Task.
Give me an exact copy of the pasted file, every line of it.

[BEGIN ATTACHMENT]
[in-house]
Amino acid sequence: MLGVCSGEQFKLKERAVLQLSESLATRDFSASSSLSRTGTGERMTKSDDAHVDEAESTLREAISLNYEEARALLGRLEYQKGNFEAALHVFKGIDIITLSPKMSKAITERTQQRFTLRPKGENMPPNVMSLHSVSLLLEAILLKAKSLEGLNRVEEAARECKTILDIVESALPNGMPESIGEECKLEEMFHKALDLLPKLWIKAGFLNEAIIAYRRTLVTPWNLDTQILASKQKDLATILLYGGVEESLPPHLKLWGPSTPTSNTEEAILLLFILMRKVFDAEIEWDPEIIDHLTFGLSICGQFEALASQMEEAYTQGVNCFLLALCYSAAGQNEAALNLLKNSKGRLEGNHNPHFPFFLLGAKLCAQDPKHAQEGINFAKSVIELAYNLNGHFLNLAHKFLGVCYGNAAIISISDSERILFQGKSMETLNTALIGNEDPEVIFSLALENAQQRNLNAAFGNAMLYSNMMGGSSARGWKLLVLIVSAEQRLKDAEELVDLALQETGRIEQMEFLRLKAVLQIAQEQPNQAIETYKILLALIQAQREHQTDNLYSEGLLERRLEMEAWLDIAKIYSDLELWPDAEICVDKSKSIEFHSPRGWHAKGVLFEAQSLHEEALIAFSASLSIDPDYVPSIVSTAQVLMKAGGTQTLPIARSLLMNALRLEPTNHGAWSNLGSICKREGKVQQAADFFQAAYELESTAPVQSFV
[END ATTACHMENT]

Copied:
[in-house]
Amino acid sequence: MLGVCSGEQFKLKERAVLQLSESLATRDFSASSSLSRTGTGERMTKSDDAHVDEAESTLREAISLNYEEARALLGRLEYQKGNFEAALHVFKGIDIITLSPKMSKAITERTQQRFTLRPKGENMPPNVMSLHSVSLLLEAILLKAKSLEGLNRVEEAARECKTILDIVESALPNGMPESIGEECKLEEMFHKALDLLPKLWIKAGFLNEAIIAYRRTLVTPWNLDTQILASKQKDLATILLYGGVEESLPPHLKLWGPSTPTSNTEEAILLLFILMRKVFDAEIEWDPEIIDHLTFGLSICGQFEALASQMEEAYTQGVNCFLLALCYSAAGQNEAALNLLKNSKGRLEGNHNPHFPFFLLGAKLCAQDPKHAQEGINFAKSVIELAYNLNGHFLNLAHKFLGVCYGNAAIISISDSERILFQGKSMETLNTALIGNEDPEVIFSLALENAQQRNLNAAFGNAMLYSNMMGGSSARGWKLLVLIVSAEQRLKDAEELVDLALQETGRIEQMEFLRLKAVLQIAQEQPNQAIETYKILLALIQAQREHQTDNLYSEGLLERRLEMEAWLDIAKIYSDLELWPDAEICVDKSKSIEFHSPRGWHAKGVLFEAQSLHEEALIAFSASLSIDPDYVPSIVSTAQVLMKAGGTQTLPIARSLLMNALRLEPTNHGAWSNLGSICKREGKVQQAADFFQAAYELESTAPVQSFV